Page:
Results for 'Robert Karabinus'

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  1. A Comparison of Elementary Student Attitudes of Select Racial, Religious and Ethnic Groups Over a Two Year Period.Sharon Ford & Robert Karabinus - 1994 - Journal of Social Studies Research 18.
  2.  26
    Book Review Section 1. [REVIEW]Peter F. Carbone Jr, Donald Ary, Robert Karabinus, Paul H. Mattingly, W. Warren Wagar, Herbert G. Vaughn, Michael H. Jessup, Clinton Humbolt, Nicholas D. Colucci, Lewis E. Cloud, Thomas E. Spencer & Richard Gambino - 1974 - Educational Studies 5 (4):221-247.
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    Introduction to political science.John Robert Seeley - 1901 - New York,: The Macmillan company. Edited by Henry Sidgwick.
    This work has been selected by scholars as being culturally important, and is part of the knowledge base of civilization as we know it. This work was reproduced from the original artifact, and remains as true to the original work as possible. Therefore, you will see the original copyright references, library stamps (as most of these works have been housed in our most important libraries around the world), and other notations in the work. This work is in the public domain (...)
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  4.  25
    The Analysis of Knowing: A Decade of Research.Robert K. Shope - 2017 - Princeton University Press.
    This book is the first complete survey and critical appraisal of the large body of research that has appeared during approximately the last decade concerning the analysis of knowing. Robert K. Shope pays special attention to the social aspects of knowing and proposes a new formulation of the fundamental structure of the Gettier problem. Originally published in 1983. The Princeton Legacy Library uses the latest print-on-demand technology to again make available previously out-of-print books from the distinguished backlist of Princeton (...)
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  5.  74
    Mindreading Animals: The Debate Over What Animals Know About Other Minds.Robert W. Lurz - 2011 - Bradford.
    But do animals know that other creatures have minds? And how would we know if they do? In "Mindreading Animals," Robert Lurz offers a fresh approach to the hotly debated question of mental-state attribution in nonhuman animals.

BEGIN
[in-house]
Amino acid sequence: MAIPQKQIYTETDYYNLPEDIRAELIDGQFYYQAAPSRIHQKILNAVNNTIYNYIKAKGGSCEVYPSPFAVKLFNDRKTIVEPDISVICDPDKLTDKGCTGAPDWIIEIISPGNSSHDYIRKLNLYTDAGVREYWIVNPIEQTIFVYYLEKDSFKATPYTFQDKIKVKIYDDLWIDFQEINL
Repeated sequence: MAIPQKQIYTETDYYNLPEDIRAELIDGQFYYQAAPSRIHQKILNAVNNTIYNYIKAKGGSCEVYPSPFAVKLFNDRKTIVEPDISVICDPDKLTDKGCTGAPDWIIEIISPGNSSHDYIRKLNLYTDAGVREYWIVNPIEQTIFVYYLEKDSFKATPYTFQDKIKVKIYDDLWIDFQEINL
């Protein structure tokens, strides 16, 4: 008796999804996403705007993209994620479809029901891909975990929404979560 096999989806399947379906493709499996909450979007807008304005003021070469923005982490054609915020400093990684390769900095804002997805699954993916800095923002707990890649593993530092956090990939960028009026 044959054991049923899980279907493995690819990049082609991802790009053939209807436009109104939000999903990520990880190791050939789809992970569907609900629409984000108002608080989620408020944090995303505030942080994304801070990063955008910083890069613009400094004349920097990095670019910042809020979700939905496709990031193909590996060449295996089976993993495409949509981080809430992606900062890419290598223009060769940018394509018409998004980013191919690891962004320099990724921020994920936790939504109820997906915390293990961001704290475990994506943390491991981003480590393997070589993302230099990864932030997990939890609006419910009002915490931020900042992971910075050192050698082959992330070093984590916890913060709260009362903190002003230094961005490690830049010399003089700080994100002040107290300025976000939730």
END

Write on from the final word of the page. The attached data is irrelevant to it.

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  6. The Nature of Rationality.Robert Nozick - 1993 - Revue Philosophique de la France Et de l'Etranger 186 (1):187-189.
     
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  7.  41
    Understanding Moral Obligation: Kant, Hegel, Kierkegaard.Robert Stern - 2011 - New York: Cambridge University Press.
    In many histories of modern ethics, Kant is supposed to have ushered in an anti-realist or constructivist turn by holding that unless we ourselves 'author' or lay down moral norms and values for ourselves, our autonomy as agents will be threatened. In this book, Robert Stern challenges the cogency of this 'argument from autonomy', and claims that Kant never subscribed to it. Rather, it is not value realism but the apparent obligatoriness of morality that really poses a challenge to (...)
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  8.  25
    The Nature of Rationality.Robert Nozick - 1995 - Journal des Economistes Et des Etudes Humaines 6 (1):189-200.
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  9. Safety and Dream Scepticism in Sosa’s Epistemology.J. Adam Carter & Robert Cowan - 2024 - Synthese (6).
    A common objection to Sosa’s epistemology is that it countenances, in an objectionable way, unsafe knowledge. This objection, under closer inspection, turns out to be in far worse shape than Sosa’s critics have realised. Sosa and his defenders have offered two central response types to the idea that allowing unsafe knowledge is problematic: one response type adverts to the animal/reflective knowledge distinction that is characteristic of bi-level virtue epistemology. The other less-discussed response type appeals to the threat of dream scepticism, (...)
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  10. Responsibility, Luck, and Chance: Reflections on Free Will and Indeterminism.Robert Kane - 1982 - In Gary Watson (ed.), Free will. New York: Oxford University Press.
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  11. The naturalness of religion and the unnaturalness of science.Robert N. McCauley - unknown
    Aristotle's observation that all human beings by nature desire to know aptly captures the spirit of "intellectualist" research in psychology and anthropology. Intellectualists in these fields agree that humans' have fundamental explanatory interests (which reflect their rationality) and that the idioms in which their explanations are couched can differ considerably across places and times (both historical and developmental). Intellectualists in developmental psychology (e.g., Gopnik and Meltzoff, 1997) maintain that young children's conceptual structures, like those of scientists, are theories and that (...)